Department of Economics
University of Illinois at Chicago
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I conduct research on labor market entry. Specifically, I’m interested in how factors like macroeconomic trends or changes in public policy can affect the opportunities workers have when they enter the job market and, in turn, the outcomes they achieve later.
- Consequences of Immigrating During a Recession: Evidence from the US Refugee Resettlement Program
Abstract: Are there long-term labor consequences from migrating to the United States during a recession? For most immigrants, credibly estimating this effect is difficult because of selective migration. Some immigrants may not move if economic conditions become unfavorable. However, identification is possible for refugees as their arrival dates are exogenously determined through the US Refugee Resettlement program. A one percentage point increase in the arrival national unemployment rate reduces refugee wages by 3.6 percent and employment probability by 2.59 percentage points after five years.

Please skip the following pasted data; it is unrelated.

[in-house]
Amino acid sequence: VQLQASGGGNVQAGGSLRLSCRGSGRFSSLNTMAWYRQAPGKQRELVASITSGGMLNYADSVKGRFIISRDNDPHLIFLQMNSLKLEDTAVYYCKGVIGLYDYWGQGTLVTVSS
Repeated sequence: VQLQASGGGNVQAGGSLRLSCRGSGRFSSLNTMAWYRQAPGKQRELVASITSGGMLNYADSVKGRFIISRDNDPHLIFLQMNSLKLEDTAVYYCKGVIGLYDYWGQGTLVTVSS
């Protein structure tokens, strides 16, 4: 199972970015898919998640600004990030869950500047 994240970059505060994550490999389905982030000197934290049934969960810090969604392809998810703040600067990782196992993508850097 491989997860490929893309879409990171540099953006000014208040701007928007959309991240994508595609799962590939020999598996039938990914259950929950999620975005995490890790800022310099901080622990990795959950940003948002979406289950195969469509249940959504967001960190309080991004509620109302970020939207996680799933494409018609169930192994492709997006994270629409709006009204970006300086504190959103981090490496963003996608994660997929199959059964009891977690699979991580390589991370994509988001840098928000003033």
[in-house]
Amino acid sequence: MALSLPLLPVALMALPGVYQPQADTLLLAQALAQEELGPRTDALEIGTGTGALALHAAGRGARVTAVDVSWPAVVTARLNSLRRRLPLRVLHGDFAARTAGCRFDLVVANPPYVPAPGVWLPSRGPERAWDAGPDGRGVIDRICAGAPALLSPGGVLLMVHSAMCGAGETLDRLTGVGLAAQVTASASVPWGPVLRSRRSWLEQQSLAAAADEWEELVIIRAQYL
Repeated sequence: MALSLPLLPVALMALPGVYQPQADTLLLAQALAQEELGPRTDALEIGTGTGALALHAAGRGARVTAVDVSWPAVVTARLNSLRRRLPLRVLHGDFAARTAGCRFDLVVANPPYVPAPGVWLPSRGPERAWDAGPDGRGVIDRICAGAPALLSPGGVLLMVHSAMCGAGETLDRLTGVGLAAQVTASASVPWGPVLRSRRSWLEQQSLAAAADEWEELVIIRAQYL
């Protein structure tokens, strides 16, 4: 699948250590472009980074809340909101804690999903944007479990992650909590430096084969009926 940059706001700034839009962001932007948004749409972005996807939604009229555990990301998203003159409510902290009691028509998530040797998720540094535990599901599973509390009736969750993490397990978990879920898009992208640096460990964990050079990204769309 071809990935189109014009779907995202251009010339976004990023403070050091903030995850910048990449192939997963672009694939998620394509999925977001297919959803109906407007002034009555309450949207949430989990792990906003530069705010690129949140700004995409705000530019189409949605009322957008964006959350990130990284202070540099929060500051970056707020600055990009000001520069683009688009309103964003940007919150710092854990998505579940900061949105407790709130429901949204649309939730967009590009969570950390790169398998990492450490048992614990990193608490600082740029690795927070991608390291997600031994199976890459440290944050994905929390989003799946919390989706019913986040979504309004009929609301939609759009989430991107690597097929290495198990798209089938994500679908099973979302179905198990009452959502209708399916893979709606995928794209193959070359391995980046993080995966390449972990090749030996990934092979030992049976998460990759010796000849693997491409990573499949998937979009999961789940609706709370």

- Salary History Bans: Lowering the Gender Wage Gap or Lowering Wages?
Abstract: Since 2017, a number of states and municipalities have banned employers from asking job applicants about their salary history. The intent of these laws is to lower the gender wage gap by eliminating persistence in earnings as a person gains experience and changes jobs. Early evidence from McNichols (2018) has shown that the law may have lowered the gender wage gap in California. Using a difference-in-difference strategy that takes advantage of variation with multiple states passing the law over multiple time periods, I find that passage of the law negatively affects men's weekly earnings by 1.8% but has no effect on women's earnings. I also provide evidence that this change is driven by men re-entering employment at lower wages in states with bans, not from men moving job-to-job. Finally, I show evidence that the law also lowers the variance in wages for women.